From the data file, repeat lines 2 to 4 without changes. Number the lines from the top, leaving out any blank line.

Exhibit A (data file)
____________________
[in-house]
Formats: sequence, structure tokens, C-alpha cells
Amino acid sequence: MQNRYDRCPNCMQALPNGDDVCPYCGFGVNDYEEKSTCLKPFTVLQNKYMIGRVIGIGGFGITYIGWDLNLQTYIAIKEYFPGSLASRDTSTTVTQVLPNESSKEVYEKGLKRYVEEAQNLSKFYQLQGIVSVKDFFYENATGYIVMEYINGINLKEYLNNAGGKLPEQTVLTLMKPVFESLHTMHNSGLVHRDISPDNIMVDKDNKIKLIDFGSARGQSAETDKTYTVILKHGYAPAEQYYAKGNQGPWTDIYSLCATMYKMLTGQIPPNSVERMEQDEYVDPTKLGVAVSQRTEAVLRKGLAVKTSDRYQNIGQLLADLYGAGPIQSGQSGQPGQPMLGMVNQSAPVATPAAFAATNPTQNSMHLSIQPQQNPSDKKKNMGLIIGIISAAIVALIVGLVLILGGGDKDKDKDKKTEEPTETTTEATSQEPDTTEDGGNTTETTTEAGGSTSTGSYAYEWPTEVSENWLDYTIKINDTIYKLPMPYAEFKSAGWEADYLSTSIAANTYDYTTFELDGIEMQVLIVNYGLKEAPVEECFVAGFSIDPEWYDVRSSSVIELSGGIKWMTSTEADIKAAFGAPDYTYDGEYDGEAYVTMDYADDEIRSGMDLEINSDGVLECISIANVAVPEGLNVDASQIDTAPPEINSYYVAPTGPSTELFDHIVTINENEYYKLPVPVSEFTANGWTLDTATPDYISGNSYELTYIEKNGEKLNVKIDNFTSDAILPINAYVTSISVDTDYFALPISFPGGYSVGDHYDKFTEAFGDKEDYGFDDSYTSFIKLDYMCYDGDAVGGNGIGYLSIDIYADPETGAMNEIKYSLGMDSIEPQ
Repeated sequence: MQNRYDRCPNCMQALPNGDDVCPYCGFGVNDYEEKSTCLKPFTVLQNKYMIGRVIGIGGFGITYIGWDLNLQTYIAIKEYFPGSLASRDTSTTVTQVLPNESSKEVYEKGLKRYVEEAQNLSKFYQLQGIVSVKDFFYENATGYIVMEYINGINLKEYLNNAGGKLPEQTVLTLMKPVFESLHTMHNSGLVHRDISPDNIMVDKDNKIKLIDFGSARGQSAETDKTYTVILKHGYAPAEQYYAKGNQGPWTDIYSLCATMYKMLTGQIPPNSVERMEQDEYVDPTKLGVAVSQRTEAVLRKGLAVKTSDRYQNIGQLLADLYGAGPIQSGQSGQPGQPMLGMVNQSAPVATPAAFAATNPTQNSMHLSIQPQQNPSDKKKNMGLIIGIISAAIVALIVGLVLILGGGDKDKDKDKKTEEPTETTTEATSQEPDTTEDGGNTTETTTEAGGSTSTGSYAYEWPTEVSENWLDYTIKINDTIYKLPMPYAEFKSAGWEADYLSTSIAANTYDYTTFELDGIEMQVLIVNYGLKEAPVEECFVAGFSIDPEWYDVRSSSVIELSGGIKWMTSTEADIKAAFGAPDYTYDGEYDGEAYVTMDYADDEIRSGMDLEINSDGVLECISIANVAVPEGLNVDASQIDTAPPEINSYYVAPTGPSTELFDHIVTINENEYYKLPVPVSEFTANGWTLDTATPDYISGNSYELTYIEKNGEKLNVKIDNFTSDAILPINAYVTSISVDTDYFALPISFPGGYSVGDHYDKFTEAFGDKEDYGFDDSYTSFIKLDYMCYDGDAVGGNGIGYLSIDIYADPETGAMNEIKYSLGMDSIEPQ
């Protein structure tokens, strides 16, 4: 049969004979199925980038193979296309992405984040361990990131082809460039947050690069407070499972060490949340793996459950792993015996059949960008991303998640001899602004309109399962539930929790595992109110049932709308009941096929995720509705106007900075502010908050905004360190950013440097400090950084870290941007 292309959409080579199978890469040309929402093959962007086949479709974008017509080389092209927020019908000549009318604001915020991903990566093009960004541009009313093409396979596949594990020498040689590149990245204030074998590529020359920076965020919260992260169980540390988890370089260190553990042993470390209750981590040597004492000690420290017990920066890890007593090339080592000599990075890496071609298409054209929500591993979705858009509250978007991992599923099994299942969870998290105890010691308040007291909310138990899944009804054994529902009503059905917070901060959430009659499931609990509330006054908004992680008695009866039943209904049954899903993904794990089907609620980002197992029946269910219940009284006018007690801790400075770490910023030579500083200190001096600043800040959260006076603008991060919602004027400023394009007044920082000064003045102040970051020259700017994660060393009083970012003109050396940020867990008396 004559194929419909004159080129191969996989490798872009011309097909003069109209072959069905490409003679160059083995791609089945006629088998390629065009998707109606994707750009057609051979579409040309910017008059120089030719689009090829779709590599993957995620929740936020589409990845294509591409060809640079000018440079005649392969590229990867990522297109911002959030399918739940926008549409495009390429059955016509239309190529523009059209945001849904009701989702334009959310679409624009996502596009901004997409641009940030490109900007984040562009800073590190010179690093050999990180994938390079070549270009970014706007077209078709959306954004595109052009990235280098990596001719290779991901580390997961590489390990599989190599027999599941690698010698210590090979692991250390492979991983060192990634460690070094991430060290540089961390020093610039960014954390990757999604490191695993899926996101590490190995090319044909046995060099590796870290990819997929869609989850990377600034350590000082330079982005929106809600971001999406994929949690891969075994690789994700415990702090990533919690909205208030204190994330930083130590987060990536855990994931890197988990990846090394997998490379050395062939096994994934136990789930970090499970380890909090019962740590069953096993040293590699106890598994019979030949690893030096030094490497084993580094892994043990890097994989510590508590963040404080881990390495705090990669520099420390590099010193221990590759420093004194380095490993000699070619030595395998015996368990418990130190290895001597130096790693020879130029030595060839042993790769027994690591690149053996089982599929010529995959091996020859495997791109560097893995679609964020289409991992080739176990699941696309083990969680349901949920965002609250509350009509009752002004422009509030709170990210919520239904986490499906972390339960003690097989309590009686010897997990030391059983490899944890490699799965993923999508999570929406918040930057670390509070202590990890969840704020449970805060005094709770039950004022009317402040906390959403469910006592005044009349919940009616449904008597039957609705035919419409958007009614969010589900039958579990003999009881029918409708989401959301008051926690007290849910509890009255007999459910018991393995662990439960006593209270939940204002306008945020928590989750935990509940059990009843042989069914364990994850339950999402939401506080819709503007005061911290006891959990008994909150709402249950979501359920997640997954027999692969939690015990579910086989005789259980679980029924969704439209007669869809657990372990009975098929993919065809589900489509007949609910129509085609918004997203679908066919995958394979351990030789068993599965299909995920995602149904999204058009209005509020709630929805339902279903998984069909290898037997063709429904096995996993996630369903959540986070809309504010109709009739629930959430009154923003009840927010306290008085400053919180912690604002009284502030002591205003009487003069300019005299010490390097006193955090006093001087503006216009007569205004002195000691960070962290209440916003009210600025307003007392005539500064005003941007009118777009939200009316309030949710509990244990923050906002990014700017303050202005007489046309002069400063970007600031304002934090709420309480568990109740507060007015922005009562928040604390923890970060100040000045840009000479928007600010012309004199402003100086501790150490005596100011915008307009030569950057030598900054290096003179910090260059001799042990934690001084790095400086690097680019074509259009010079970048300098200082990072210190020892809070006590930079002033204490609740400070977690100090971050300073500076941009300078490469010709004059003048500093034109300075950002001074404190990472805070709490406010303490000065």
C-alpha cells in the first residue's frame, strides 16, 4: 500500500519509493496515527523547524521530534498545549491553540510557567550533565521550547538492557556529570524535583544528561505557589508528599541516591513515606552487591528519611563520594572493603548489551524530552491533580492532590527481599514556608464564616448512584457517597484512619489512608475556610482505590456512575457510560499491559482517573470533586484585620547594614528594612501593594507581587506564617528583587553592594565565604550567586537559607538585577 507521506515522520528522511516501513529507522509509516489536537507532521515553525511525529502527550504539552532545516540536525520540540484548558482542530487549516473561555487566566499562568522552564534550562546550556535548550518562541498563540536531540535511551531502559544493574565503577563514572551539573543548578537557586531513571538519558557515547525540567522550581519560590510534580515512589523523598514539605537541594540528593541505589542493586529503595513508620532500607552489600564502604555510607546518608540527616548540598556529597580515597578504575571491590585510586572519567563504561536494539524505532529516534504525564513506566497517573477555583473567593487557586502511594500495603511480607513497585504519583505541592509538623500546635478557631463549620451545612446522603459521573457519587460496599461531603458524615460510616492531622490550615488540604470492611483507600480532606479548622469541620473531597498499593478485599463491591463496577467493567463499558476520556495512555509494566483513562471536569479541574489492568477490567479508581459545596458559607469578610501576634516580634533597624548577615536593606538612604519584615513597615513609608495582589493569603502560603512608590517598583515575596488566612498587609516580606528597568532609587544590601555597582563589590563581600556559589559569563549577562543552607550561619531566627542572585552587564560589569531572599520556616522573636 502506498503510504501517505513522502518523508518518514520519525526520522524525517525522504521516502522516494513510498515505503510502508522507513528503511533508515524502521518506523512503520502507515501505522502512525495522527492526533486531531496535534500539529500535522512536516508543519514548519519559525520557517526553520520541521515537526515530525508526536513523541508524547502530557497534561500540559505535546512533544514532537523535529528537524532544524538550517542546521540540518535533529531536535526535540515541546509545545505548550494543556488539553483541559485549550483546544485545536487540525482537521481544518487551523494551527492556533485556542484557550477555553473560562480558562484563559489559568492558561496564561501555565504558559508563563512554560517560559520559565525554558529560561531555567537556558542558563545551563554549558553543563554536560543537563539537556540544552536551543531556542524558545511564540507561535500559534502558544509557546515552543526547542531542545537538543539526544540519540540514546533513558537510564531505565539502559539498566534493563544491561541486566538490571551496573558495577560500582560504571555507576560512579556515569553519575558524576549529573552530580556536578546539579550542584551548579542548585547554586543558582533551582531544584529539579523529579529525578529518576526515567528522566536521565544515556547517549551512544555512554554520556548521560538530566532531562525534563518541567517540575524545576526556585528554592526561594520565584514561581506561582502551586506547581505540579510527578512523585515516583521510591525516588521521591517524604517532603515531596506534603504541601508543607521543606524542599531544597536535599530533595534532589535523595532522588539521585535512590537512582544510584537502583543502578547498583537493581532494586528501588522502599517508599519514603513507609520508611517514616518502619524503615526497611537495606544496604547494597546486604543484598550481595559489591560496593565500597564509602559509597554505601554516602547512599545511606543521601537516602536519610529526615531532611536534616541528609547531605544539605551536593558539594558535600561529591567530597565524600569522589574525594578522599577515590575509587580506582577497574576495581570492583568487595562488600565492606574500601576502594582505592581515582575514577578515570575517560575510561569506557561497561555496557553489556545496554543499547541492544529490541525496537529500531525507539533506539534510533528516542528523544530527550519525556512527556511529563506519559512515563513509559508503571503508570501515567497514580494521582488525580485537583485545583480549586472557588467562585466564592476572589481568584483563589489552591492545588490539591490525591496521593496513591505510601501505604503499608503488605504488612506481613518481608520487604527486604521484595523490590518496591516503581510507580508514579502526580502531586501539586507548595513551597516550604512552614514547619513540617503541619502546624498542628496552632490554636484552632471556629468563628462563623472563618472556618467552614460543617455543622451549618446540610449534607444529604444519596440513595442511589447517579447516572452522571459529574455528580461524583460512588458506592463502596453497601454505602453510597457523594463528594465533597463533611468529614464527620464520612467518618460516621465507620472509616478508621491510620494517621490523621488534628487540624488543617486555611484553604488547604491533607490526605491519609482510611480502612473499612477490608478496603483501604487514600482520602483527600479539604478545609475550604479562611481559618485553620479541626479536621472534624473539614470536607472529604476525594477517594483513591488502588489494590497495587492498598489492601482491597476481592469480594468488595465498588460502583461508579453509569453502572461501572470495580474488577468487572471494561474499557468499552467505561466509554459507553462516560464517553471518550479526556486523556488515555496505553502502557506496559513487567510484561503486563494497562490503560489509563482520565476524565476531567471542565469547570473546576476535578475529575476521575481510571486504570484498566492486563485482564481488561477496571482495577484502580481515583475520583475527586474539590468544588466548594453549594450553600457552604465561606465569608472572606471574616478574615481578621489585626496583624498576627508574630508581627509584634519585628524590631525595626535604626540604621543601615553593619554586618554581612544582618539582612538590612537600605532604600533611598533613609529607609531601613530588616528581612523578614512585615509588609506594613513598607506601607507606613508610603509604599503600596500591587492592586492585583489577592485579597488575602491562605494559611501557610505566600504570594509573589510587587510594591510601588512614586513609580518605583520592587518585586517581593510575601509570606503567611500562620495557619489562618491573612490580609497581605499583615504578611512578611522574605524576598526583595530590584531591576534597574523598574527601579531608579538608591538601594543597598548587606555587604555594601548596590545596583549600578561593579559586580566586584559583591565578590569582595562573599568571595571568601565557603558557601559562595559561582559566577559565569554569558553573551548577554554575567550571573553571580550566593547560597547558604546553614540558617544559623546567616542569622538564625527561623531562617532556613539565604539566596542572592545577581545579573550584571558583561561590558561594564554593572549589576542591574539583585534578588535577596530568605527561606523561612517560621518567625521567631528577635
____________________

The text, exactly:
Formats: sequence, structure tokens, C-alpha cells
Amino acid sequence: MQNRYDRCPNCMQALPNGDDVCPYCGFGVNDYEEKSTCLKPFTVLQNKYMIGRVIGIGGFGITYIGWDLNLQTYIAIKEYFPGSLASRDTSTTVTQVLPNESSKEVYEKGLKRYVEEAQNLSKFYQLQGIVSVKDFFYENATGYIVMEYINGINLKEYLNNAGGKLPEQTVLTLMKPVFESLHTMHNSGLVHRDISPDNIMVDKDNKIKLIDFGSARGQSAETDKTYTVILKHGYAPAEQYYAKGNQGPWTDIYSLCATMYKMLTGQIPPNSVERMEQDEYVDPTKLGVAVSQRTEAVLRKGLAVKTSDRYQNIGQLLADLYGAGPIQSGQSGQPGQPMLGMVNQSAPVATPAAFAATNPTQNSMHLSIQPQQNPSDKKKNMGLIIGIISAAIVALIVGLVLILGGGDKDKDKDKKTEEPTETTTEATSQEPDTTEDGGNTTETTTEAGGSTSTGSYAYEWPTEVSENWLDYTIKINDTIYKLPMPYAEFKSAGWEADYLSTSIAANTYDYTTFELDGIEMQVLIVNYGLKEAPVEECFVAGFSIDPEWYDVRSSSVIELSGGIKWMTSTEADIKAAFGAPDYTYDGEYDGEAYVTMDYADDEIRSGMDLEINSDGVLECISIANVAVPEGLNVDASQIDTAPPEINSYYVAPTGPSTELFDHIVTINENEYYKLPVPVSEFTANGWTLDTATPDYISGNSYELTYIEKNGEKLNVKIDNFTSDAILPINAYVTSISVDTDYFALPISFPGGYSVGDHYDKFTEAFGDKEDYGFDDSYTSFIKLDYMCYDGDAVGGNGIGYLSIDIYADPETGAMNEIKYSLGMDSIEPQ
Repeated sequence: MQNRYDRCPNCMQALPNGDDVCPYCGFGVNDYEEKSTCLKPFTVLQNKYMIGRVIGIGGFGITYIGWDLNLQTYIAIKEYFPGSLASRDTSTTVTQVLPNESSKEVYEKGLKRYVEEAQNLSKFYQLQGIVSVKDFFYENATGYIVMEYINGINLKEYLNNAGGKLPEQTVLTLMKPVFESLHTMHNSGLVHRDISPDNIMVDKDNKIKLIDFGSARGQSAETDKTYTVILKHGYAPAEQYYAKGNQGPWTDIYSLCATMYKMLTGQIPPNSVERMEQDEYVDPTKLGVAVSQRTEAVLRKGLAVKTSDRYQNIGQLLADLYGAGPIQSGQSGQPGQPMLGMVNQSAPVATPAAFAATNPTQNSMHLSIQPQQNPSDKKKNMGLIIGIISAAIVALIVGLVLILGGGDKDKDKDKKTEEPTETTTEATSQEPDTTEDGGNTTETTTEAGGSTSTGSYAYEWPTEVSENWLDYTIKINDTIYKLPMPYAEFKSAGWEADYLSTSIAANTYDYTTFELDGIEMQVLIVNYGLKEAPVEECFVAGFSIDPEWYDVRSSSVIELSGGIKWMTSTEADIKAAFGAPDYTYDGEYDGEAYVTMDYADDEIRSGMDLEINSDGVLECISIANVAVPEGLNVDASQIDTAPPEINSYYVAPTGPSTELFDHIVTINENEYYKLPVPVSEFTANGWTLDTATPDYISGNSYELTYIEKNGEKLNVKIDNFTSDAILPINAYVTSISVDTDYFALPISFPGGYSVGDHYDKFTEAFGDKEDYGFDDSYTSFIKLDYMCYDGDAVGGNGIGYLSIDIYADPETGAMNEIKYSLGMDSIEPQ